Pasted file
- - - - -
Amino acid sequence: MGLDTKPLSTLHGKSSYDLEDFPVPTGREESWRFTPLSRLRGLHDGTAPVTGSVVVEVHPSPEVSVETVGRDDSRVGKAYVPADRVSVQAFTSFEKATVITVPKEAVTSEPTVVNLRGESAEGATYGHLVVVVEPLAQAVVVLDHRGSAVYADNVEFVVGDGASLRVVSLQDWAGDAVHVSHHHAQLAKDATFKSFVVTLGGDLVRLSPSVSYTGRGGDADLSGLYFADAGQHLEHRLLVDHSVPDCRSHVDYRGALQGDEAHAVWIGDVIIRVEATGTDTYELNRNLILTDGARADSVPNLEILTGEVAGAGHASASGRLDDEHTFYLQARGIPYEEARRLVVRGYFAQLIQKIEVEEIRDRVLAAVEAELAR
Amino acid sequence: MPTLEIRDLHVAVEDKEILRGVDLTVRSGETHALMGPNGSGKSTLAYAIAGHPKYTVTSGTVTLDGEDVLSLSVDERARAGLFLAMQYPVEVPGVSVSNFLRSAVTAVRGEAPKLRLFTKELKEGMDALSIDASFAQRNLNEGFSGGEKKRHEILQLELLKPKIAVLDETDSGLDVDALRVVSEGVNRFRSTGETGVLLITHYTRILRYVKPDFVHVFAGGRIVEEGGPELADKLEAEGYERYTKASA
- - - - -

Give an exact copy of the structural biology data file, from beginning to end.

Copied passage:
Amino acid sequence: MGLDTKPLSTLHGKSSYDLEDFPVPTGREESWRFTPLSRLRGLHDGTAPVTGSVVVEVHPSPEVSVETVGRDDSRVGKAYVPADRVSVQAFTSFEKATVITVPKEAVTSEPTVVNLRGESAEGATYGHLVVVVEPLAQAVVVLDHRGSAVYADNVEFVVGDGASLRVVSLQDWAGDAVHVSHHHAQLAKDATFKSFVVTLGGDLVRLSPSVSYTGRGGDADLSGLYFADAGQHLEHRLLVDHSVPDCRSHVDYRGALQGDEAHAVWIGDVIIRVEATGTDTYELNRNLILTDGARADSVPNLEILTGEVAGAGHASASGRLDDEHTFYLQARGIPYEEARRLVVRGYFAQLIQKIEVEEIRDRVLAAVEAELAR
Amino acid sequence: MPTLEIRDLHVAVEDKEILRGVDLTVRSGETHALMGPNGSGKSTLAYAIAGHPKYTVTSGTVTLDGEDVLSLSVDERARAGLFLAMQYPVEVPGVSVSNFLRSAVTAVRGEAPKLRLFTKELKEGMDALSIDASFAQRNLNEGFSGGEKKRHEILQLELLKPKIAVLDETDSGLDVDALRVVSEGVNRFRSTGETGVLLITHYTRILRYVKPDFVHVFAGGRIVEEGGPELADKLEAEGYERYTKASA